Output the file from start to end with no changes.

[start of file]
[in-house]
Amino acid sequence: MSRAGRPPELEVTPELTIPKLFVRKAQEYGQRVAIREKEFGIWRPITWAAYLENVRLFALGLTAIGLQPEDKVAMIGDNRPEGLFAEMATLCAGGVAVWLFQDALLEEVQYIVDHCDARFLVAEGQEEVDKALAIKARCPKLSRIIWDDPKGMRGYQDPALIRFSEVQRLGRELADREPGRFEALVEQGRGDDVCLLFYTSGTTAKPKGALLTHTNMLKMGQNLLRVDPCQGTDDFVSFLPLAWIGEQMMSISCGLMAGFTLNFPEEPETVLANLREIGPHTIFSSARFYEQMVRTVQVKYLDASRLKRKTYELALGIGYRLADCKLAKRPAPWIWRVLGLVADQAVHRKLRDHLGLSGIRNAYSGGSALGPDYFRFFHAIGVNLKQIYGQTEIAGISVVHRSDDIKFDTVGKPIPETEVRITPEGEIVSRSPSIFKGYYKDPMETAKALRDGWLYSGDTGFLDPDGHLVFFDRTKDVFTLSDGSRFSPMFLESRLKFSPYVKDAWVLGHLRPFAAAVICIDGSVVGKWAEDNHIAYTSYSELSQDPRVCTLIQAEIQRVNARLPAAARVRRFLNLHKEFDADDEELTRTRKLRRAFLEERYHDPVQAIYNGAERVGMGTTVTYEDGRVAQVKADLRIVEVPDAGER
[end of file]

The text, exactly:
[in-house]
Amino acid sequence: MSRAGRPPELEVTPELTIPKLFVRKAQEYGQRVAIREKEFGIWRPITWAAYLENVRLFALGLTAIGLQPEDKVAMIGDNRPEGLFAEMATLCAGGVAVWLFQDALLEEVQYIVDHCDARFLVAEGQEEVDKALAIKARCPKLSRIIWDDPKGMRGYQDPALIRFSEVQRLGRELADREPGRFEALVEQGRGDDVCLLFYTSGTTAKPKGALLTHTNMLKMGQNLLRVDPCQGTDDFVSFLPLAWIGEQMMSISCGLMAGFTLNFPEEPETVLANLREIGPHTIFSSARFYEQMVRTVQVKYLDASRLKRKTYELALGIGYRLADCKLAKRPAPWIWRVLGLVADQAVHRKLRDHLGLSGIRNAYSGGSALGPDYFRFFHAIGVNLKQIYGQTEIAGISVVHRSDDIKFDTVGKPIPETEVRITPEGEIVSRSPSIFKGYYKDPMETAKALRDGWLYSGDTGFLDPDGHLVFFDRTKDVFTLSDGSRFSPMFLESRLKFSPYVKDAWVLGHLRPFAAAVICIDGSVVGKWAEDNHIAYTSYSELSQDPRVCTLIQAEIQRVNARLPAAARVRRFLNLHKEFDADDEELTRTRKLRRAFLEERYHDPVQAIYNGAERVGMGTTVTYEDGRVAQVKADLRIVEVPDAGER